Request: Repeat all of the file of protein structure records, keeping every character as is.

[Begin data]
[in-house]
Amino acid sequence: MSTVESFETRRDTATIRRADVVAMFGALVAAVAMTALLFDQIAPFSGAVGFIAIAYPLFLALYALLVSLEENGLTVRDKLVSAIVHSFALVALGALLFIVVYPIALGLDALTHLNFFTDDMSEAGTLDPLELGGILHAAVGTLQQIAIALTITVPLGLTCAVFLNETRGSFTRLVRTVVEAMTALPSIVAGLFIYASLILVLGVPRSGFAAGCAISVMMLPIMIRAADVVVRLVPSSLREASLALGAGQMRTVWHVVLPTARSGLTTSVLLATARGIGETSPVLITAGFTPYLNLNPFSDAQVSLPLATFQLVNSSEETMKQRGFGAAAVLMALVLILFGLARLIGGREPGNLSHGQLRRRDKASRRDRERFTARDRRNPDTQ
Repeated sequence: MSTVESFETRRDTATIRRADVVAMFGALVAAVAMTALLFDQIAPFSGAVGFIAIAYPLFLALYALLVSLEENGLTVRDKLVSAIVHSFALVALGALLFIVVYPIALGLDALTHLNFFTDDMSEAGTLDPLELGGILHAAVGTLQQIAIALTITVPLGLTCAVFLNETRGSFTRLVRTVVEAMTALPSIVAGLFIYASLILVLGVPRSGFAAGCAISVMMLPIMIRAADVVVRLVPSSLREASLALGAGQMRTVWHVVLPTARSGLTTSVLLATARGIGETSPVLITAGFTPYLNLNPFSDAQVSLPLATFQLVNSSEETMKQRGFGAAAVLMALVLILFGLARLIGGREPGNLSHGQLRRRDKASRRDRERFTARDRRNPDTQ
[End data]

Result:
[in-house]
Amino acid sequence: MSTVESFETRRDTATIRRADVVAMFGALVAAVAMTALLFDQIAPFSGAVGFIAIAYPLFLALYALLVSLEENGLTVRDKLVSAIVHSFALVALGALLFIVVYPIALGLDALTHLNFFTDDMSEAGTLDPLELGGILHAAVGTLQQIAIALTITVPLGLTCAVFLNETRGSFTRLVRTVVEAMTALPSIVAGLFIYASLILVLGVPRSGFAAGCAISVMMLPIMIRAADVVVRLVPSSLREASLALGAGQMRTVWHVVLPTARSGLTTSVLLATARGIGETSPVLITAGFTPYLNLNPFSDAQVSLPLATFQLVNSSEETMKQRGFGAAAVLMALVLILFGLARLIGGREPGNLSHGQLRRRDKASRRDRERFTARDRRNPDTQ
Repeated sequence: MSTVESFETRRDTATIRRADVVAMFGALVAAVAMTALLFDQIAPFSGAVGFIAIAYPLFLALYALLVSLEENGLTVRDKLVSAIVHSFALVALGALLFIVVYPIALGLDALTHLNFFTDDMSEAGTLDPLELGGILHAAVGTLQQIAIALTITVPLGLTCAVFLNETRGSFTRLVRTVVEAMTALPSIVAGLFIYASLILVLGVPRSGFAAGCAISVMMLPIMIRAADVVVRLVPSSLREASLALGAGQMRTVWHVVLPTARSGLTTSVLLATARGIGETSPVLITAGFTPYLNLNPFSDAQVSLPLATFQLVNSSEETMKQRGFGAAAVLMALVLILFGLARLIGGREPGNLSHGQLRRRDKASRRDRERFTARDRRNPDTQ